Coefficients would continue to be important going forward too, and here’s how I would work that. Let’s say Belgium (currently 12th) raised their coefficient above Turkey at some point, based on Europa League performances and so forth. Then they would have an automatic spot. However, they could only take that spot if/when a Turkish team got relegated. Then Belgium would retain their automatic place in the Super League as long as their coefficient remained in the top 11.
By structuring relegation/promotion in this way, there would be minimal disruption to domestic leagues. Most teams getting relegated back to domestic leagues would be replaced by teams from those domestic leagues, so the numbers would even out. However, there would be times when a team is relegated back to a domestic league, but no team is promoted. Domestic leagues would simply have to figure out a way to handle this, but I don’t think it would be too hard. If a team were sent back to the Swiss League, for instance, then that league could simply promote one less team from the lower division that year. It would take some moving around to be sure, but it could still be done. But again, in general, most teams relegated to domestic leagues would simply be replaced by promoted teams, and the numbers would balance.
So what would be the advantages to such a plan? Obviously, neutral fans of the game would enjoy seeing a lot more heavyweight matchups across Europe on a regular basis. That’s the real selling point to the whole thing. But I think there would be other benefits as well. I think it would make the Europa League action a lot more exciting, since it would include better teams AND allow certain teams an avenue for promotion to the Super League. And the other real advantage would be to make domestic competitions a lot more interesting, with a host of new teams having realistic hopes of winning a league title. So what a domestic league would lose in top-end quality, it might make up for it somewhat in more competitive balance.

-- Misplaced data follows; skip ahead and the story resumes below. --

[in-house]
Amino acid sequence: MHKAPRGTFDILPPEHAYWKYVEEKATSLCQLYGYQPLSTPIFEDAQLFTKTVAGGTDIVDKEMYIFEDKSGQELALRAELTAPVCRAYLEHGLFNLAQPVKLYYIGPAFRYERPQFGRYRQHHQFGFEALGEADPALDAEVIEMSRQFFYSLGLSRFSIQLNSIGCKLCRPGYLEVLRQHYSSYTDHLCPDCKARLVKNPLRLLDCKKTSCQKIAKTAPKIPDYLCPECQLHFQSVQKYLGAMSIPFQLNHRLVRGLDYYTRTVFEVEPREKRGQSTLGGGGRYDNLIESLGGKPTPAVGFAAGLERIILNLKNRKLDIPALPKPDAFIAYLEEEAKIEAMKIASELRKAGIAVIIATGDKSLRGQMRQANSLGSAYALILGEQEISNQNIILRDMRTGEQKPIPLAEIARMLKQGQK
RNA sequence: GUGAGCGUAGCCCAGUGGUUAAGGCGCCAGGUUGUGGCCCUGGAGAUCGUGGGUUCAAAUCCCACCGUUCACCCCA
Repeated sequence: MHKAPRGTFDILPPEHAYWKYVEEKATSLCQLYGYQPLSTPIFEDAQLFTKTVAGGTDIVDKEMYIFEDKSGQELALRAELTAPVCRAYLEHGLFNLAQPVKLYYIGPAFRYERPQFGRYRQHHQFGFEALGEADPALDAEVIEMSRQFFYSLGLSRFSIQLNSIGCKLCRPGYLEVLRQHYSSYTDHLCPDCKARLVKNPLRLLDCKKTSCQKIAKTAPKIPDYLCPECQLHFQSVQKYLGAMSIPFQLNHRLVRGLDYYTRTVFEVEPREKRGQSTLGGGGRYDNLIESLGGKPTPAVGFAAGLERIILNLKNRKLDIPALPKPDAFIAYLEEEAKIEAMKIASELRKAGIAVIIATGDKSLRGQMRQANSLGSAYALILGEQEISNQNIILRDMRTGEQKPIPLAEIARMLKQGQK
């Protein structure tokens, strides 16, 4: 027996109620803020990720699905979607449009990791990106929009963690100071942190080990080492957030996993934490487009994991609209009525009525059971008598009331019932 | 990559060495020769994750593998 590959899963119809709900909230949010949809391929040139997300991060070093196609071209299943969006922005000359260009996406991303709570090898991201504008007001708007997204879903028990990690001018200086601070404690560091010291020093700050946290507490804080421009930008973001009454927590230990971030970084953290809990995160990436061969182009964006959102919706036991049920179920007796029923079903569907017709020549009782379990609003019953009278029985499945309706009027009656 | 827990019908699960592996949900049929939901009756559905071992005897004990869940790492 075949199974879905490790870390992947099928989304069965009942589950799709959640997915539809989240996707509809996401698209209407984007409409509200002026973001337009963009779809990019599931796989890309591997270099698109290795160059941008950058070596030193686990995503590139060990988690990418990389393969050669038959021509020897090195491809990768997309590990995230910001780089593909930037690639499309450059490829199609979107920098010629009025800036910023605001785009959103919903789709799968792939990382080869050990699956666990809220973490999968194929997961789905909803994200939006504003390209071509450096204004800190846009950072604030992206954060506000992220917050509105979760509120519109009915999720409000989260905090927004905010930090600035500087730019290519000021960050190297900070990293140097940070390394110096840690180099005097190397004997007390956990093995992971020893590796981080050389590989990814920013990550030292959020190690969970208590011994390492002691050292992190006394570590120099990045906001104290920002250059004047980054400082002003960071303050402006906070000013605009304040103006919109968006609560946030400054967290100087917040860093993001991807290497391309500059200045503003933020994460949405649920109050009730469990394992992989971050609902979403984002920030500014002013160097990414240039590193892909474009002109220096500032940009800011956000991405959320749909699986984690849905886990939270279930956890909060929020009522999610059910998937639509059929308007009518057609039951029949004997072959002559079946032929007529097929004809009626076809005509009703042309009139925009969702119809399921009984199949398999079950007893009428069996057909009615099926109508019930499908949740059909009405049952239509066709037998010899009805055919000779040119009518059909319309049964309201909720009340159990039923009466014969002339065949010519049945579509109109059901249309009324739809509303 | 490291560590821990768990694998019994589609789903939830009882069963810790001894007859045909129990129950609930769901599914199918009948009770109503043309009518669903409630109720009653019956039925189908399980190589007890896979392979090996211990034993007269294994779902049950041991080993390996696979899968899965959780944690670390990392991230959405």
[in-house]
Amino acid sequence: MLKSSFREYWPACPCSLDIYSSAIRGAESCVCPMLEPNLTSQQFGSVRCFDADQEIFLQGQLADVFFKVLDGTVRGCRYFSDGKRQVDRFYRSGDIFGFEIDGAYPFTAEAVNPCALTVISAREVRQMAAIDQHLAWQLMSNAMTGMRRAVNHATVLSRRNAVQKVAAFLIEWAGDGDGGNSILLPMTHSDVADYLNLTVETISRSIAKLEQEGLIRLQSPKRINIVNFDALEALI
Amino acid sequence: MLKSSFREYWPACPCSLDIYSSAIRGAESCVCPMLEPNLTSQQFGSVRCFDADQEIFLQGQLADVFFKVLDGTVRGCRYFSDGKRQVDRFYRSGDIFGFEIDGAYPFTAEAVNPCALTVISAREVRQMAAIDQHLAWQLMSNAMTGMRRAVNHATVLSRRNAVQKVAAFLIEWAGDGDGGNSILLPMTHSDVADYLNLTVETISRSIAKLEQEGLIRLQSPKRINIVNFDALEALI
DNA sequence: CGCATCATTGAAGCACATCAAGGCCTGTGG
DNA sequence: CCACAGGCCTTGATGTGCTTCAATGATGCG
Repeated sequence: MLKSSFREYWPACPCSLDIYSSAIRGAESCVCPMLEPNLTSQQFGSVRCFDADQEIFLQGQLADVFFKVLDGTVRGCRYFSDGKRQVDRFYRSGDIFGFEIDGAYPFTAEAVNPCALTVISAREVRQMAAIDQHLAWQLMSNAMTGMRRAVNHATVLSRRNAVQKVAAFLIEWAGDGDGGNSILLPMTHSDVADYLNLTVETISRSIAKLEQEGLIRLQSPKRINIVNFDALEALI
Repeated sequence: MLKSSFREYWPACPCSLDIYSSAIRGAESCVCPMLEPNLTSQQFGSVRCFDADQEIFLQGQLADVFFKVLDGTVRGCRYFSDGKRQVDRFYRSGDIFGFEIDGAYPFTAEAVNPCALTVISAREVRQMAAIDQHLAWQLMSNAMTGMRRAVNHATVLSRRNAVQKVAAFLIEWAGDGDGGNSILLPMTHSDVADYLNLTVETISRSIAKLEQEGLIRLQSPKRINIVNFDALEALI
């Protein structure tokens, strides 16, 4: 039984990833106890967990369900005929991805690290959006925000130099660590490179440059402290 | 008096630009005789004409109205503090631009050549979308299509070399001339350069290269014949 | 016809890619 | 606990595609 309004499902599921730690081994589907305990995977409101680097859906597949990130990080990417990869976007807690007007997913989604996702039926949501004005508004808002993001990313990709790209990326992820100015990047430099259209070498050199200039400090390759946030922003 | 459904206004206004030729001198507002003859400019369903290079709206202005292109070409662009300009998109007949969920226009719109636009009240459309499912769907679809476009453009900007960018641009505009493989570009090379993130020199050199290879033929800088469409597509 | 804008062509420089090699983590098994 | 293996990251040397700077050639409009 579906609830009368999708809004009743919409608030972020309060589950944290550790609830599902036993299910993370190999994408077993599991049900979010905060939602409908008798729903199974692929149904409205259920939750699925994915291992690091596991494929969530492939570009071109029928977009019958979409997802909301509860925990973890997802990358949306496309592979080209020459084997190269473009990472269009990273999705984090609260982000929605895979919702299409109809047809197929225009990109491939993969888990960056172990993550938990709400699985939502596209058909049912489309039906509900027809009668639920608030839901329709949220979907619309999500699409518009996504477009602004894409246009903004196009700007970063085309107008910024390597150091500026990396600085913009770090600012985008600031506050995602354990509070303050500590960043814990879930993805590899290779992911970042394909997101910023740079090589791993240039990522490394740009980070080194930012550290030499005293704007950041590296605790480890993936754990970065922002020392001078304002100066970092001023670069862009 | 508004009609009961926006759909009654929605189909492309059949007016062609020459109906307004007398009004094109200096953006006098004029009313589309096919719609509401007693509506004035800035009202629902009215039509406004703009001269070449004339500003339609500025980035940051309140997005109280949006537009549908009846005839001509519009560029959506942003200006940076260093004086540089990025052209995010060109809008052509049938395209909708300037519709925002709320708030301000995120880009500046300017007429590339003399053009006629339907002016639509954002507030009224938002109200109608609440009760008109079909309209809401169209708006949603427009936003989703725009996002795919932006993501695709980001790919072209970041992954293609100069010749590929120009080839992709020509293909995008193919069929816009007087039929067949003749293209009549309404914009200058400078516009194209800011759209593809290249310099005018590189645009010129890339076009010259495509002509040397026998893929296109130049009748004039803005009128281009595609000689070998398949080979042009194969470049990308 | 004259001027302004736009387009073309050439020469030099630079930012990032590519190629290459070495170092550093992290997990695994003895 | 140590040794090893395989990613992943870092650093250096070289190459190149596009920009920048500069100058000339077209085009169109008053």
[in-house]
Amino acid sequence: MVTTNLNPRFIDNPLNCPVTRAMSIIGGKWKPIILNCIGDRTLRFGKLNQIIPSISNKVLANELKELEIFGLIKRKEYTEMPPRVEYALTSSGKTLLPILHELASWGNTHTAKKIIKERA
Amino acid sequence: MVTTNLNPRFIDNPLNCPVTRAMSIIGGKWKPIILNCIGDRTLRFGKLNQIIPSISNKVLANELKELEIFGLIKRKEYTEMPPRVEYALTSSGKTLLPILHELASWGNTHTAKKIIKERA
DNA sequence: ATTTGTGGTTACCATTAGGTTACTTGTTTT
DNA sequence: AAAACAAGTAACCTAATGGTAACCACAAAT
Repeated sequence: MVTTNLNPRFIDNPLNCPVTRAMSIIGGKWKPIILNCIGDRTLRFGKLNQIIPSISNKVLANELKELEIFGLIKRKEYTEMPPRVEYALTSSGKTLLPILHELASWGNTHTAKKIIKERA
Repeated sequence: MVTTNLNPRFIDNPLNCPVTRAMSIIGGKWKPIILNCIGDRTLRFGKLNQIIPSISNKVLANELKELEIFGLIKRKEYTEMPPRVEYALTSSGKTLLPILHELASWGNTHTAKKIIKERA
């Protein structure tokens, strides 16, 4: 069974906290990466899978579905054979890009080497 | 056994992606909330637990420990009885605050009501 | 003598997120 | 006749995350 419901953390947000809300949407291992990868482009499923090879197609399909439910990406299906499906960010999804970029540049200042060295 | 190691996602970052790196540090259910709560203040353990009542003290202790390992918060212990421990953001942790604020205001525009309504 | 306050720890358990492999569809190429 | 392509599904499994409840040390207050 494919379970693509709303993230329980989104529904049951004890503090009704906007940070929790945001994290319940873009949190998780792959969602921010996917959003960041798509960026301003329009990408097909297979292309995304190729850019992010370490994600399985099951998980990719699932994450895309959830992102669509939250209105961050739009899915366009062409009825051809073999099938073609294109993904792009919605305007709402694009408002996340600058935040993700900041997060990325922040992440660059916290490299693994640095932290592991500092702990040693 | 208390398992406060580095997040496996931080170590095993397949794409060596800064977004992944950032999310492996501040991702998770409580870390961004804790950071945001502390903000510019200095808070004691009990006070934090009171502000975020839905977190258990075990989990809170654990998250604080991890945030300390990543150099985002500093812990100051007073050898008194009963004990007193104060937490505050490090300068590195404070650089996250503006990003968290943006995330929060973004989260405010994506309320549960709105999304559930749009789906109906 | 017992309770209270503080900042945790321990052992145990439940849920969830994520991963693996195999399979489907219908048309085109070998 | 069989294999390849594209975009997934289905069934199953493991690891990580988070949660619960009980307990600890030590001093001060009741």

For instance, supporters of Hearts in Scotland have a “fanzine” called Always the Bridesmaid. According to the article I just referenced, if not for Celtic and Rangers, Hearts would have won 21 domestic titles. So you think they’re really happy about the existence of the Old Firm giants? Certainly it’s a help to the domestic league financially to have the giant clubs around, but I can also see why the lesser clubs wouldn’t mind seeing the bigger ones move on. Now of course in the example I listed, Celtic and Rangers wouldn’t move on the Super League, but would rather stay in Scotland. But the point is still the same regarding other clubs around Europe who are “always bridesmaids,” but would have new hope for a domestic title if the local giants moved on to a new league.